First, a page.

About Epilepsy & Us

About Epilepsy & Us

There are currently over 600,000 people living with epilepsy in the UK, that’s equivalent to roughly one in every 103 people. As a guide, about eighty seven more people will be diagnosed today… and every day.

Take a look at our brief documentary video which explains the different categories of epilepsy, types of seizure, common seizure triggers and treatments for epilepsy.


If you are diagnosed with epilepsy, it generally means that you have a tendency to experience recurrent seizures. A seizure occurs as a result of a sudden ‘extra’ burst of electrical activity in the brain causing temporary interference and jumbling up the messages sent out to the rest of the body.

The type of seizure you experience depends on where in your brain this extra activity begins, what it affects in your body as a result, how intense and widely spread it becomes and how quickly it all happens. This means that there are many different types of seizure and what you experience may well be as individual as you are.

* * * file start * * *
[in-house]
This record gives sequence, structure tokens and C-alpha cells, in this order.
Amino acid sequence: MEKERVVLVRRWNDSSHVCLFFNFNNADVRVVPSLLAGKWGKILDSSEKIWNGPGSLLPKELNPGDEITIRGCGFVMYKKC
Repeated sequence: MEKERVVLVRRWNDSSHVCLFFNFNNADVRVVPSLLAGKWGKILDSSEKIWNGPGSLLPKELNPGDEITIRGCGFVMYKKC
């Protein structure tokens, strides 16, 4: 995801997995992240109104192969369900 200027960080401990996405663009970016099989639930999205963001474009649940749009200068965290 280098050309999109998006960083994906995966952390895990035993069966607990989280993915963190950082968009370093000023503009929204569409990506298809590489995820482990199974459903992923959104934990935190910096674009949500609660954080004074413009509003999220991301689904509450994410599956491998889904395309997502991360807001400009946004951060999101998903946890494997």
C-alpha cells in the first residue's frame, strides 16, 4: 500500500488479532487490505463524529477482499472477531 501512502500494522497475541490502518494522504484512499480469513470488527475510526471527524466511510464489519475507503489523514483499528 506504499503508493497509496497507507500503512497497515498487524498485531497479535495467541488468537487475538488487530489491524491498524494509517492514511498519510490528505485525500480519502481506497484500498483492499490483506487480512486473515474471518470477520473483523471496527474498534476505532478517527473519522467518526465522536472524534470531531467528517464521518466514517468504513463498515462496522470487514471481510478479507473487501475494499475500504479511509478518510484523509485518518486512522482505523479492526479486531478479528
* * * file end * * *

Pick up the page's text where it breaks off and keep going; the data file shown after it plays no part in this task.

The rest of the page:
Your seizures may have started when you were young, but for others, it may have been later in life. In some people, they may not last, while for others, the tendency to experience seizures will last a lifetime.
It’s not always clear why people develop epilepsy. In some cases there is an obvious cause, such as an injury to the head, a stroke, brain tumour or other medical condition, difficulties at birth or an infection, such as meningitis. But in some cases, the cause is never identified and appears to be just part of who that person is that makes them more likely to experience seizures.
There is no one test for epilepsy either. An EEG or electroencephalogram, which records brainwave patterns, gives a doctor a lot of useful information but does not give a conclusive result. A diagnosis will be made by a specialist who will use their professional experience and knowledge to review the results from a number of tests as well as to talk with you to find out what happens before, during and after your seizures.
Usually, epilepsy is treated with ‘anti-epileptic’ drugs or ‘AEDs’. The drugs may help to reduce or stop the seizures and many people find this to be the case once they are taking the right medicine for them.
Many people who use our services have additional disabilities frequently associated with severe epilepsy and we aim to assist them to live full and active lives and to become as independent as possible.